Becky Watts murder was culmination of 'sexually motivated' kidnap
Becky Watts' step-brother Nathan Matthews and his girlfriend Shauna Hoare have been found guilty of killing her following a sexually motivated kidnapping plot. But how were they brought to justice?
"Most people don't understand the concept of mine and Nathan's relationship. They never have understood it. Things that seem completely normal to us wouldn't seem normal to others."
This is how Shauna Hoare sums up her six-year relationship with Nathan Matthews.
There was little evidence to physically link the 21-year-old with Becky's death - her fingerprints were not found on incriminating items.
And while minuscule amounts of her DNA were discovered on two bags containing parts of Becky's body, and on a face mask thought to have been used after the attack, experts could not say with confidence whether she had ever actually touched them.
Matthews, on the other hand, admitted much of it - killing Becky and using a circular power saw to dismember her body in their bath, before hiding her remains in a nearby shed.
He said he had only intended to scare Becky by kidnapping her, explaining that he had become frustrated by the way he said his step-sister had been treating his disabled mother.
Matthews insisted he accidentally killed her and then went to extreme lengths to prevent the family finding out.
'Kidnap from school'
But, as the police continued to gather evidence as the months progressed, a different and even more disturbing picture began to emerge.
Text and Facebook messages between Matthews and Hoare suggested a shared sexual interest in teenage girls and evidence they had already considered kidnapping one.
In December 2014, little more than two months before Becky's death, Matthews sent a text to Hoare: "Bring me back two pretty schoolgirls then :)" to which she replied: "LOL yeah, I will just kidnap them from school."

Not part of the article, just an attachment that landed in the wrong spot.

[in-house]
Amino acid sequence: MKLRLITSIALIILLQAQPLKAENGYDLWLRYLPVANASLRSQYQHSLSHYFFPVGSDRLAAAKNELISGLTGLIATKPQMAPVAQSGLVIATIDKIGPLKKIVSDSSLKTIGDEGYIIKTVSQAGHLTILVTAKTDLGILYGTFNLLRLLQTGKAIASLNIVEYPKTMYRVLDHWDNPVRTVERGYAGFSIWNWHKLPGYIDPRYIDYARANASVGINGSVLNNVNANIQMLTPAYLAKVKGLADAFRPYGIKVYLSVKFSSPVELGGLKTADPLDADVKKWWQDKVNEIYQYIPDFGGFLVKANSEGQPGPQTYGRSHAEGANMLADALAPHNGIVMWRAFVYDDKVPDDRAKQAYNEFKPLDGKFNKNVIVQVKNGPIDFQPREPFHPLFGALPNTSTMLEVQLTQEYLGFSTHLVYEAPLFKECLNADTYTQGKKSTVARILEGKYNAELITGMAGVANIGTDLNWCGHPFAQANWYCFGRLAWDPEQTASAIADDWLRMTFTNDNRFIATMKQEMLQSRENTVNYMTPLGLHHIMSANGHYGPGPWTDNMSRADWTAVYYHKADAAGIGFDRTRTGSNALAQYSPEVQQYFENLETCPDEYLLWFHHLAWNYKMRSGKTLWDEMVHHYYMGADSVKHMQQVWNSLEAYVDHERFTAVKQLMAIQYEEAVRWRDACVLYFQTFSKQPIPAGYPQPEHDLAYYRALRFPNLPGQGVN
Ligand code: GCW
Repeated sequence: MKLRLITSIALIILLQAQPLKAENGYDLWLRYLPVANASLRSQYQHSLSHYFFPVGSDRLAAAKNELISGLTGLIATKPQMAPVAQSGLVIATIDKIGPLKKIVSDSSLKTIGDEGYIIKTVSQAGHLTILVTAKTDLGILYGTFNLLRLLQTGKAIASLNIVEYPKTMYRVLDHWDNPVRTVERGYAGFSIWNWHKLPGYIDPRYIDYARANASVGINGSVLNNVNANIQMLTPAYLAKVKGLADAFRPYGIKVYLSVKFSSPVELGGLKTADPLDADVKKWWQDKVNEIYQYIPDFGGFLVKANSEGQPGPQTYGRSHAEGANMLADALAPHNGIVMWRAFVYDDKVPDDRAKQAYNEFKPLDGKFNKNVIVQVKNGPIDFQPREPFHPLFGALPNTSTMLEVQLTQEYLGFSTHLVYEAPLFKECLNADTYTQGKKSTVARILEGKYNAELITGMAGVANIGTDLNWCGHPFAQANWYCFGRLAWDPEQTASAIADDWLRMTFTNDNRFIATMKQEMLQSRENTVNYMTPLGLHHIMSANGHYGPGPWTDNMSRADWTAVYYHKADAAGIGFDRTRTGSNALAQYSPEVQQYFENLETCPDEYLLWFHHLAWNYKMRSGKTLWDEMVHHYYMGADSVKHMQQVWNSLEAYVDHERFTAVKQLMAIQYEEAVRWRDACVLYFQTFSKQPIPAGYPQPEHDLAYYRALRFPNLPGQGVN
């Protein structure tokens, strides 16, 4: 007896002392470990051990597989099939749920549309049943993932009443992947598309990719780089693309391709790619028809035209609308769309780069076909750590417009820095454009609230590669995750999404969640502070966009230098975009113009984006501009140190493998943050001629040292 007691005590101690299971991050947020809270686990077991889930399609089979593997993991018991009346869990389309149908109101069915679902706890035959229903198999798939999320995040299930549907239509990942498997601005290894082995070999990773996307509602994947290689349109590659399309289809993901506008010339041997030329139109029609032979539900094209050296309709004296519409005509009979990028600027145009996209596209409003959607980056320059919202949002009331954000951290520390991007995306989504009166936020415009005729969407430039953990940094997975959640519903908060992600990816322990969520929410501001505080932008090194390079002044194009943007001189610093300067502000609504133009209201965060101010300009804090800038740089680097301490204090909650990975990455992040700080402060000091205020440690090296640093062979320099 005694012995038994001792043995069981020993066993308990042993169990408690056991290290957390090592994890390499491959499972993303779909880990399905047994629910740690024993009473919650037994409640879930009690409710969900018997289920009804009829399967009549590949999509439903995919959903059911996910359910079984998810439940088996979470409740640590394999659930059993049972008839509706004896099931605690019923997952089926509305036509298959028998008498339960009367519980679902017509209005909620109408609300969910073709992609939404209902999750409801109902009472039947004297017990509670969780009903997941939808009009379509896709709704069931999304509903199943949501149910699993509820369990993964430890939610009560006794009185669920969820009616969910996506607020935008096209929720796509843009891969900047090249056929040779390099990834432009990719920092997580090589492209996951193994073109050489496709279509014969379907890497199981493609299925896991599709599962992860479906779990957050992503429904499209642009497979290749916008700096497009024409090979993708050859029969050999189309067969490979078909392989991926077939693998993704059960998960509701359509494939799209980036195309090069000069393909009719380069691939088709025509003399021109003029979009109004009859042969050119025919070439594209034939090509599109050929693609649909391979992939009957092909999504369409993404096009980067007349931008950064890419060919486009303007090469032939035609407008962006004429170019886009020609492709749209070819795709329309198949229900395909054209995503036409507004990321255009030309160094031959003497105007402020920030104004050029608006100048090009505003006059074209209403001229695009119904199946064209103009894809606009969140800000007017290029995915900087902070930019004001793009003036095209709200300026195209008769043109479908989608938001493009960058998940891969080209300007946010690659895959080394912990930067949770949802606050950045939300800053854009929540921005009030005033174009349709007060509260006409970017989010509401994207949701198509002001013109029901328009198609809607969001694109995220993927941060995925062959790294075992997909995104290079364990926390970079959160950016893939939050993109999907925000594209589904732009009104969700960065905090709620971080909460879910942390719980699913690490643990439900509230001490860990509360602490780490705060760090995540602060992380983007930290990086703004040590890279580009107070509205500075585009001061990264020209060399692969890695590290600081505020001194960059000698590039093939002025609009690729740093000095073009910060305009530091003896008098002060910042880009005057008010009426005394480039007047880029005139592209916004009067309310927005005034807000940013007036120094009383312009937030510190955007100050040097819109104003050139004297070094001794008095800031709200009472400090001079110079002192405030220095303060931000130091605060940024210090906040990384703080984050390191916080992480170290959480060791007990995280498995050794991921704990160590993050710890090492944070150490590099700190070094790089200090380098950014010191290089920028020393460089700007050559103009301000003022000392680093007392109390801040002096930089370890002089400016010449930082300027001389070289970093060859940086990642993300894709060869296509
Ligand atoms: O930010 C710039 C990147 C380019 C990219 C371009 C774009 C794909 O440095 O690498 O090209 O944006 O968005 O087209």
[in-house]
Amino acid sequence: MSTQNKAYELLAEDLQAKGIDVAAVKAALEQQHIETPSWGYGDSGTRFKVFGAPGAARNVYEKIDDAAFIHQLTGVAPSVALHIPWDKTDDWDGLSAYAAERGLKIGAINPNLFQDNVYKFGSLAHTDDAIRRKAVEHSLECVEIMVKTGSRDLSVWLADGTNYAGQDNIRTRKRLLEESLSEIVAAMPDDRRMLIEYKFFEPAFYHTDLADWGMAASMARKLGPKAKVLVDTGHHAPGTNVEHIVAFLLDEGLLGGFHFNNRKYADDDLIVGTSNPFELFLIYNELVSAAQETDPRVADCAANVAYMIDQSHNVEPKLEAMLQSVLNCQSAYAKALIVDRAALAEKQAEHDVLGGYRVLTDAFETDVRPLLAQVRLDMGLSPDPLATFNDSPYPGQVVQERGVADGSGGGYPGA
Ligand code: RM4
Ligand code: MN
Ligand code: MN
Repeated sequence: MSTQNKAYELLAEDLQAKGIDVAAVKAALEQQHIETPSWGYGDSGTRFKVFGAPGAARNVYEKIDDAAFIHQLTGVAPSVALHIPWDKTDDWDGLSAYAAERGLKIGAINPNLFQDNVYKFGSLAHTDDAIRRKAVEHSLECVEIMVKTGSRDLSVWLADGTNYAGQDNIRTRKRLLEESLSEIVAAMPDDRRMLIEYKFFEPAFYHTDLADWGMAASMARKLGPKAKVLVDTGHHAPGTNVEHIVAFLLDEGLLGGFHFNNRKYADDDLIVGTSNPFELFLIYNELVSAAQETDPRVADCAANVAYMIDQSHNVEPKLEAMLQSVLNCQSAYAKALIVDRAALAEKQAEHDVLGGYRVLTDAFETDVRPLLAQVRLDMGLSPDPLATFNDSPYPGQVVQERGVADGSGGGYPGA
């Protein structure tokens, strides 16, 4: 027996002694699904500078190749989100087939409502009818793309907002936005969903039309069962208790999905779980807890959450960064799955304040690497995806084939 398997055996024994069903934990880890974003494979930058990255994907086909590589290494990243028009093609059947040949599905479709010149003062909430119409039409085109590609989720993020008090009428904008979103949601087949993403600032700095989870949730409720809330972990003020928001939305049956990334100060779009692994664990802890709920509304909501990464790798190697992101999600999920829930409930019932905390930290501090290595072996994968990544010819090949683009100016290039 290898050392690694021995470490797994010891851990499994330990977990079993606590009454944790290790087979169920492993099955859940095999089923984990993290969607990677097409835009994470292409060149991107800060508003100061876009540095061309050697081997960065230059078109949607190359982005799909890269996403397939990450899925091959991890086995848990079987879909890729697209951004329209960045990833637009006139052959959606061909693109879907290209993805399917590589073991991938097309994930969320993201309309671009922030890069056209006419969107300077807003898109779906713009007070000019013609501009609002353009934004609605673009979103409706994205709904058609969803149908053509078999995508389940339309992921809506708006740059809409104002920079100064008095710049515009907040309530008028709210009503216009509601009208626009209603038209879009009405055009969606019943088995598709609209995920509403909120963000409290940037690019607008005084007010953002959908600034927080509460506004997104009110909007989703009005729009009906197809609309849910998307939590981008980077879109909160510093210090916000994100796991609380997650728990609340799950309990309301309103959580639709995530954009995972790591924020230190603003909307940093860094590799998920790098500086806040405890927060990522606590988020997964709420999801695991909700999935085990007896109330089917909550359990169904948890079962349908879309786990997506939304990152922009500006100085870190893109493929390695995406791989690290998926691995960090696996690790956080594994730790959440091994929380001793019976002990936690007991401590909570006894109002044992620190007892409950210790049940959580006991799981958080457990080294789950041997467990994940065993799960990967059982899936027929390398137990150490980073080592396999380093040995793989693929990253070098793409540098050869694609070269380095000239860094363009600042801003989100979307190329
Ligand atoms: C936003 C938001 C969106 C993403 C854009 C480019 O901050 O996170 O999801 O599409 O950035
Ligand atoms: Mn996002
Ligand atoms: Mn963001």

Later that day she texted him to say she had seen a "very pretty girl... Almost knocked her out to bring home LOL".
When Matthews replied "DO IT", she wrote: "LMFAO yeah, I will just go back in time to when I saw her then time travel with her to the attic, LOL, XOXO".
Matthews did not hide his attraction to teenagers from his partner, who was only 15 when they met. He was 21 at the time.
He would point out "pretty" girls to her and say he would "give her a go".
Hoare said she would answer him sarcastically, as a way of showing her disapproval without overtly challenging him - and that explained the text messages.
But prosecutor William Mousley QC said those messages, together with pornographic websites bookmarked on the phone she shared with Matthews, gave "a pretty good indication as to what Shauna Hoare is really like".
Her "shared interests" with Matthews extended to three-way sex with pretty girls, he said, adding that the pair planned to kidnap Becky and take her back to their attic to be used as their "sexual plaything".
Among the pornography found on devices in the house was a video about the rape of a teenage girl.
Matthews insisted the kidnapping plan was his alone, and he dismembered Becky's body single-handedly with a power saw.
He claimed he did this without damaging the bath, and with his eyes shut.
Hoare said she knew nothing about any of this.
In the witness box, they cut very different figures.
While Matthews was hunched over and often in tears, Hoare was calmer and more confident.
The prosecution suggested she was a "very cold individual" who had first put the idea of kidnapping Becky, whom she did not like, into Matthews' head.
While she was initially only charged with attempting to pervert the course of justice, a combination of the messages between the pair and the "sheer implausibility" of her story formed the core of the prosecution's case.
Rachael Scott, head of the South West complex case work unit for the Crown Prosecution Service (CPS), told the BBC Hoare's original explanation just "didn't stack up" and she must have known what was going on.
The texts, once they came to light, "seemed an appropriate motive for what Shauna Hoare and Nathan Matthews did", said Ms Scott.
Injuries inflicted to Becky's body after her death and the "grotesque" way her corpse was treated betrayed the couple's "contempt" for the teenager, the prosecution said.
Det Supt Mike Courtiour told the BBC in 30 years as a police officer he had never been involved in a case like it and what Matthews had done would have "a lasting effect on everyone involved".
"From a personal point of view... this will leave a significant impression as one of the most horrendous cases that I have been involved in and dealt with."